Welcome!

CRM Authors: Xenia von Wedel, Ian Khan, PR.com Newswire, Steve Mordue

Blog Feed Post

Netflix goes Private: Is this the end of the Public API golden age? And is that a bad thing?

ProgrammableWeb has published a story about how Netflix is taking its API private. In the article, Patricio Robles writes that:
"Effective immediately, Netflix has stopped issuing new public API keys to developers and is no longer accepting API affiliates. It is also putting the message boards on its developer portal into read-only mode"
So what is Netflix doing instead? It is focusing on the known developers who wish to use its APIs. As the ProgrammableWeb article explains, this "small group of known developers" is what is contributing mostly to the usage of the Netflix APIs. This makes perfect sense.

But wait! Doesn't the API world revolve around Public, Open APIs? As anyone who has ever been to an API conference knows, most presentations show the famous upward-growing chart of Public, Open APIs listed in the ProgrammableWeb directory.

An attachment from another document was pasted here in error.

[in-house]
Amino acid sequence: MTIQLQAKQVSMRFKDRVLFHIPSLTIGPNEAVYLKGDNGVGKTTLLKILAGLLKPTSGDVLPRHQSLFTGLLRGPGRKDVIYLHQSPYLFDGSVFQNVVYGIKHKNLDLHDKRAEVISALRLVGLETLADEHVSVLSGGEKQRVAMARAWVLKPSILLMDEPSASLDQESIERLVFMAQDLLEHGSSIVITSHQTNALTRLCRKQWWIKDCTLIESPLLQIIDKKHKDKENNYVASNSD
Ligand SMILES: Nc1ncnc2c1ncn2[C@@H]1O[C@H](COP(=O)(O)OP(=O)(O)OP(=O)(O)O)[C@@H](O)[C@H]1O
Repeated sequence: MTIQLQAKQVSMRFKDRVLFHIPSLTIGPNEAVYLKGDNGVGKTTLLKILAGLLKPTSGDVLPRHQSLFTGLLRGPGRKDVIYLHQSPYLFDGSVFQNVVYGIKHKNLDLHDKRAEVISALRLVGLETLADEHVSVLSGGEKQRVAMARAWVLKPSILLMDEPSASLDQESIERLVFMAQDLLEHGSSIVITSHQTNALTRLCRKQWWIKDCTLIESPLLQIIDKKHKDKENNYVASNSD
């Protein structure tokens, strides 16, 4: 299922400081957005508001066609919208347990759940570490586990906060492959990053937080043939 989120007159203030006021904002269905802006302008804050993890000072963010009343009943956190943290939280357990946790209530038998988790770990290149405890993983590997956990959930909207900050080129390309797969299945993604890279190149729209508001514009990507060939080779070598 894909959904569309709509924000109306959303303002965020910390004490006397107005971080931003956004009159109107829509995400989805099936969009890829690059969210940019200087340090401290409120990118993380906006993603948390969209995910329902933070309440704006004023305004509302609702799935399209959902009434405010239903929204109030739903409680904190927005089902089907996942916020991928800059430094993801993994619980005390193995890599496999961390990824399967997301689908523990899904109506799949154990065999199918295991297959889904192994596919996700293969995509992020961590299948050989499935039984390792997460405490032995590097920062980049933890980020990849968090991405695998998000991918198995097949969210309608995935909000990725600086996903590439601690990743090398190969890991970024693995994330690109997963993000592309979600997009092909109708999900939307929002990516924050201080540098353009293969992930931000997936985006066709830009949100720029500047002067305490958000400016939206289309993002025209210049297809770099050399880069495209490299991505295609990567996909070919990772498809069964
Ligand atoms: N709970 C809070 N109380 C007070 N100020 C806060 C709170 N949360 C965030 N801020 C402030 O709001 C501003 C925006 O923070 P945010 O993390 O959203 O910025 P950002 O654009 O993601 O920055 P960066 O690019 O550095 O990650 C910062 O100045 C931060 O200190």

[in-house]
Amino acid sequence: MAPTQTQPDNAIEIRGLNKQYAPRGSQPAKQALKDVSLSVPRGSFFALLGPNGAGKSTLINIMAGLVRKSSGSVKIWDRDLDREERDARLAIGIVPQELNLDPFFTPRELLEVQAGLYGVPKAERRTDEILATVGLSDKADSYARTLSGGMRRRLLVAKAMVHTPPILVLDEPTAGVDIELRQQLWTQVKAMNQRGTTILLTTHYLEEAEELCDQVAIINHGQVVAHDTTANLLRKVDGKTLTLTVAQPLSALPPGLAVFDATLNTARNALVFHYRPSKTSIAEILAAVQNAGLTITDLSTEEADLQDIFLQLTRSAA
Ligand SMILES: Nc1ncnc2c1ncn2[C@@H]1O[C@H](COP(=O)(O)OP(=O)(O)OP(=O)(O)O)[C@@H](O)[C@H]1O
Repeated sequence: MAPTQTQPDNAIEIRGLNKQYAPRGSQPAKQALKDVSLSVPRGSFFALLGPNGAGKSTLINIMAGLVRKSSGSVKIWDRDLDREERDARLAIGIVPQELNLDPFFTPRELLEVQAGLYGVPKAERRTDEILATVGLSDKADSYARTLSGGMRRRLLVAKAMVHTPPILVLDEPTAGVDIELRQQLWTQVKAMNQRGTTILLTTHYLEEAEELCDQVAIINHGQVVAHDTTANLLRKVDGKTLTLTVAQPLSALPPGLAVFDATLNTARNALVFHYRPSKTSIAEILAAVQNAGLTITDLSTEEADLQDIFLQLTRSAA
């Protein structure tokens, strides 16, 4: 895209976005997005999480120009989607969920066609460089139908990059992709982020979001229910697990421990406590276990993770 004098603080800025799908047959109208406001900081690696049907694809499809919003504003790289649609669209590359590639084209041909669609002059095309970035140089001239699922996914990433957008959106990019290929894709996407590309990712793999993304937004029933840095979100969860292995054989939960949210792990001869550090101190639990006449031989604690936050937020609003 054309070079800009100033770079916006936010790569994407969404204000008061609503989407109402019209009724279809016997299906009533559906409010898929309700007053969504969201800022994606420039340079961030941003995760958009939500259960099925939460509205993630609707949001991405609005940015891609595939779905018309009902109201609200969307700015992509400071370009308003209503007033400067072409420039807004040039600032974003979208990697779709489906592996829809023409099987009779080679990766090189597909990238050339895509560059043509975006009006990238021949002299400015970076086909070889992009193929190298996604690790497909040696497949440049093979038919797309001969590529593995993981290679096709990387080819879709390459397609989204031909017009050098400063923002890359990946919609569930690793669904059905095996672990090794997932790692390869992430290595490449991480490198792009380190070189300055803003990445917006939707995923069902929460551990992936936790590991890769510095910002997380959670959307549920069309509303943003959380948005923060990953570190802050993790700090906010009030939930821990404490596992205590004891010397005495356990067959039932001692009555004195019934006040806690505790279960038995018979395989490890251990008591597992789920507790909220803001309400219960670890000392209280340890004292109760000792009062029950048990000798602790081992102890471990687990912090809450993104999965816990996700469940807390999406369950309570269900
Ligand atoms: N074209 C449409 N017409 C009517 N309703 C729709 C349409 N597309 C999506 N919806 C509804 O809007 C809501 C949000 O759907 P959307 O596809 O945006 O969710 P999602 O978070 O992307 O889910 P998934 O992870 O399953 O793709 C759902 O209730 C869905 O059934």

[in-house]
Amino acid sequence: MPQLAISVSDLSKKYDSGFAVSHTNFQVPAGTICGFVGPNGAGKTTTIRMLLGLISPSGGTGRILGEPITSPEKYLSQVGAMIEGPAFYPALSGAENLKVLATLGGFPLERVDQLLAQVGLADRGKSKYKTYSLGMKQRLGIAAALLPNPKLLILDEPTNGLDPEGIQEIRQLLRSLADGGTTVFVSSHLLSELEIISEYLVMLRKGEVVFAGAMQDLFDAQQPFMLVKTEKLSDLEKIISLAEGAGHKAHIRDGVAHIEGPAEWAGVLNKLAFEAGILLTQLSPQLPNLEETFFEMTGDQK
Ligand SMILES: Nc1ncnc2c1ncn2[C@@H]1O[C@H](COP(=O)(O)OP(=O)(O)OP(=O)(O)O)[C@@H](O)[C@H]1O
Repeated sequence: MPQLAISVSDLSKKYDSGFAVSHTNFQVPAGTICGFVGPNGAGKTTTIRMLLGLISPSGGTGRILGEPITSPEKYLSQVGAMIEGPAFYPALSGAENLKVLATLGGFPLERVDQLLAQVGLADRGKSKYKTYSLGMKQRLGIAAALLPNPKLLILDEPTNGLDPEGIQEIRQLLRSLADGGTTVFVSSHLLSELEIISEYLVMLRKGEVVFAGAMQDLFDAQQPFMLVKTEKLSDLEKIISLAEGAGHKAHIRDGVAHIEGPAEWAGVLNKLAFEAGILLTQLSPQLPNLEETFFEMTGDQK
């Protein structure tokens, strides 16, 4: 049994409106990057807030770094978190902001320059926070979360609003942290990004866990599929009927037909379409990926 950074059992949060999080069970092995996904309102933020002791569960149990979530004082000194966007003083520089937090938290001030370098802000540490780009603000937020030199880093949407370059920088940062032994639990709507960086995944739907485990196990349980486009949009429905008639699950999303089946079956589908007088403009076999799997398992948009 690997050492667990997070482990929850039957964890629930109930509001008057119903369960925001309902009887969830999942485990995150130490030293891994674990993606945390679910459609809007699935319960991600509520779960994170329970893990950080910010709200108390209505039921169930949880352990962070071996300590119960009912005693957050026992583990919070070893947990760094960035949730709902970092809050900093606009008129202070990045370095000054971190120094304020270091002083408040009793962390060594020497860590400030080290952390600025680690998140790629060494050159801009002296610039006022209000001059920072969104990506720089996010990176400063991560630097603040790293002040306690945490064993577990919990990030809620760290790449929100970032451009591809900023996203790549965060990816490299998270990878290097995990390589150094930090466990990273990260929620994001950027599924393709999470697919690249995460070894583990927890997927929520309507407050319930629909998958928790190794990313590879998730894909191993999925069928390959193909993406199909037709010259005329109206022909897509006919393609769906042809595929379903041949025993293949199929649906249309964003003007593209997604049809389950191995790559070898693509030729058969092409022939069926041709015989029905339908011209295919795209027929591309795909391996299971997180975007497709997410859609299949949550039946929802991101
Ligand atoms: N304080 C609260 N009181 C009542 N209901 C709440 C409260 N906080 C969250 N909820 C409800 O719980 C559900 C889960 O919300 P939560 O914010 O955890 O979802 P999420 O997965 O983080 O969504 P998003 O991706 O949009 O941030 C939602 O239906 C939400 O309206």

But there is another chart, the infamous "iceberg chart", also used at every API conference, which shows that Public, Open APIs are just the tip of the iceberg.

So if Open, Public APIs are just the tip of the iceberg, then how popular are the other types of APIs? The story quotes Netflix's own Daniel Jacobson, who write back in 2012 that:
“The potential shortcomings surface because this model assumes that a key goal of these APIs is to serve a large number of known and unknown developers,” he wrote. “The more I talk to people about APIs, however, the clearer it is that public APIs are waning in popularity and business opportunity and that the internal use case is the wave of the future.”
http://www.programmableweb.com/news/why-rest-keeps-me-night/2012/05/15 
So clearly Internal APIs are also important. But are there more types of APIs than Open/Public APIs and Internal APIs? Yes, and in fact Randy Heffner from Forrester defines four types of APIs:
  • Internal APIs
  • Partner (B2B) APIs
  • Open APIs
  • Product APIs
Public APIs fit under "Open APIs" in this taxonomy. Let's look at the other categories of APIs:

Internal APIs, as the name implies, are used inside organizations. Kin Lane has written that Internal APIs (managed in an internal SOA) are the secret of Amazon's success

Product APIs are provided by vendors, and in fact Axway's own APIs for the Axway 5 suite are a great example. Axway's APIs allow customers to, for example, provision new B2B trading partners via an API.